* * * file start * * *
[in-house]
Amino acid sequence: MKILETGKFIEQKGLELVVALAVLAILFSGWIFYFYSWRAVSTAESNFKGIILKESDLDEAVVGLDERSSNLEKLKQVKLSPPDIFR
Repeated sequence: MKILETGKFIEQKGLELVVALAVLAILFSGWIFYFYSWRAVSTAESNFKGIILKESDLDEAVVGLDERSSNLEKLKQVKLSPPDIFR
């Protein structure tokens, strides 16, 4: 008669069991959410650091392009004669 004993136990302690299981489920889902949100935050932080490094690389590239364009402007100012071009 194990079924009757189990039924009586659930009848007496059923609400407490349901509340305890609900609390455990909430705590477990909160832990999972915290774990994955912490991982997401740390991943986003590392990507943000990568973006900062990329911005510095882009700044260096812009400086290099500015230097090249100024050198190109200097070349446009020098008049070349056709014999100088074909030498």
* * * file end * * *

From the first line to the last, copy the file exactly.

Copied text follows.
[in-house]
Amino acid sequence: MKILETGKFIEQKGLELVVALAVLAILFSGWIFYFYSWRAVSTAESNFKGIILKESDLDEAVVGLDERSSNLEKLKQVKLSPPDIFR
Repeated sequence: MKILETGKFIEQKGLELVVALAVLAILFSGWIFYFYSWRAVSTAESNFKGIILKESDLDEAVVGLDERSSNLEKLKQVKLSPPDIFR
């Protein structure tokens, strides 16, 4: 008669069991959410650091392009004669 004993136990302690299981489920889902949100935050932080490094690389590239364009402007100012071009 194990079924009757189990039924009586659930009848007496059923609400407490349901509340305890609900609390455990909430705590477990909160832990999972915290774990994955912490991982997401740390991943986003590392990507943000990568973006900062990329911005510095882009700044260096812009400086290099500015230097090249100024050198190109200097070349446009020098008049070349056709014999100088074909030498």